Thanksgiving Day is traditionally known for turkey and stuffing, getting stuffed on turkey and stuffing ... and football. The Detroit Lions began this NFL tradition in 1934 and with the exception of 1939-44 (when the series was interrupted by World War II), they've been at it ever since. Meanwhile, the Dallas Cowboys have also made Turkey Day an annual event and have been playing steadily on Thanksgiving since 1978.
There have been a lot of great games over the years, Bounty Bowls and Phil Luckett coin flips aside. Here are arguably the best of the best ...
Chicago Cardinals 40, Chicago Bears 6 (November 28, 1929): Not a great game but a great performance by Ernie Nevers of the Cardinals. More than 80 years later, the Hall of Fame running back owns the longest standing records in NFL history -- rushing for six touchdowns and scoring 40 points (thanks to four PATs) in a 40-6 victory over the rival Bears at fabled Comiskey Park. For his career, Nevers scored 38 touchdowns in five seasons.
Detroit Lions 26, Green Bay Packers 14 (November 22, 1962): Vince Lombardi's defending NFL champions entered this game 10-0 but ran into a buzz saw at Detroit as the Lions opened up a 23-0 halftime lead and sacked Packers QB Bart Starr 10 times. It was the only game Green Bay lost that season on its way to another NFL title.
Buffalo Bills 27, San Diego Chargers 24 (November 26, 1964): In a preview of the AFL Championship Game (also won by the Bills), the Chargers took a 24-14 lead in the fourth quarter after RB Keith Lincoln threw a 53-yard TD pass to Hall of Fame WR Lance Alworth. But a safety, a 1-yard TD sneak and 2-point conversion run by Bills QB Daryle Lamonica and PK Pete Gogolak's 33-yard field goal in the closing seconds rescued Buffalo.
Dallas Cowboys 24, Washington Redskins 23 (November 28, 1974): Tom Landry's team trailed 16-3 in the third quarter and QB Roger Staubach was on the sidelines. Enter little-known backup QB Clint Longley, who led the team to three touchdowns, throwing a 50-yard strike to WR Drew Pearson with 28 seconds left to stun George Allen's playoff-bound Redskins.
Chicago Bears 23, Detroit Lions 17 (OT) (November 27, 1980): Perhaps there could be no more heartbreaking way to lose a game. The Lions owned a 17-3 lead in the fourth quarter, watched Bears QB Vince Evans run 4 yards for a touchdown on the final play of regulation (with the subsequent PAT tying the game) and teammate KR David Williams returning the kickoff 95 yards for a score in overtime for an unlikely Chicago victory.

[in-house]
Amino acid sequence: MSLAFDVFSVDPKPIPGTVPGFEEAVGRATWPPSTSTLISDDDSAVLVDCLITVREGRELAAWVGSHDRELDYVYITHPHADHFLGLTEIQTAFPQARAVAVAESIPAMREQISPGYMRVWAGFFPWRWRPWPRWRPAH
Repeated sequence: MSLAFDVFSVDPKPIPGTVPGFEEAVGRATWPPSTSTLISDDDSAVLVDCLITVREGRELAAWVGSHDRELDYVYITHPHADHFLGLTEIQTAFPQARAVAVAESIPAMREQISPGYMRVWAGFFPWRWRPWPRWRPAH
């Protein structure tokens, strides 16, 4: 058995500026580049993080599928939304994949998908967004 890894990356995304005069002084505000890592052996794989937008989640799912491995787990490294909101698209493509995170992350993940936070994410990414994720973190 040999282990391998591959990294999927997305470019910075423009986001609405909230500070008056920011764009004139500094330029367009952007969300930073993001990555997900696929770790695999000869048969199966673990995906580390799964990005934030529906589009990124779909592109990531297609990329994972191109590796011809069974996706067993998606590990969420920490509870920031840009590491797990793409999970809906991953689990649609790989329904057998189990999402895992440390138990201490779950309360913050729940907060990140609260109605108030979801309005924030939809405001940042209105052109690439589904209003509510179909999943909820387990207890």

Green Bay Packers 44, Detroit Lions 40 (November 27, 1986): In one of the wildest Turkey Day games, the Lions took a 10-point lead with just over five minutes to play in the fourth quarter. But Packers QB Randy Wright threw a 11-yard TD pass to RB Paul Ott Carruth less than two minutes later and WR Walter Stanley (who caught 2 TD passes in the game) returned a punt 83 yards for the game-winning score with less than a minute to play.
Minnesota Vikings 44, Dallas Cowboys 38 (OT) (November 26, 1987): Dallas was en route to a lost season, while the wild card 8-7 Vikings wound up in the NFC Championship Game. Minnesota took a 38-24 lead with less than 10 minutes to play, but Cowboys QB Danny White threw two TD passes to WR Mike Renfro to tie the score. Then it came down to the Nelsons (sort of). Vikings kicker Chuck Nelson missed a 46-yard field goal in the final seconds that would have won it, and RB Darrin Nelson ran 24 yards for the game-winning TD in overtime.
Miami Dolphins 16, Dallas Cowboys 14 (November 25, 1993): In the snow and slush at Texas Stadium, the defending Super Bowl champions appeared to have dodged a bullet when DT Jimmie Jones blocked Dolphins PK Pete Stoyanovich's 41-yard field goal in the closing seconds. Inexplicably, Cowboys DT Leon Lett tried to pick up the ball, Dolphins T Jeff Dellenbach recovered the muff and Stoyanovich took advantage of his second chance. The 9-2 Dolphins didn't win again that season while the 7-4 Cowboys didn't lose and repeated as Super Bowl champions.
Dallas Cowboys 42, Green Bay Packers 31 (November 24, 1994): Last season, Jason Garrett lost his first Thanksgiving Day game as head coach. But 17 years ago, he won as the starting quarterback in place of injured QB Troy Aikman, throwing for 311 yards, two scores and one interception, rallying his team from a 17-3 deficit and offsetting a tremendous effort from Packers WR Sterling Sharpe, who caught nine passes for 122 yards and four touchdowns.
New Orleans Saints 30, Dallas Cowboys 27 (November 25, 2010): As for that aforementioned game and Garrett, the Cowboys appeared primed to beat the defending Super Bowl champions via a 27-23 lead and WR Roy Williams on the end of a 47-yard pass play possibly en route to an insurance touchdown. But Saints S Malcolm Jenkins stripped Williams, recovered the fumble and it took QB Drew Brees only five plays to cover 89 yards, his 12-yard touchdown pass to WR Lance Moore with 1:55 to play proving to be the difference.
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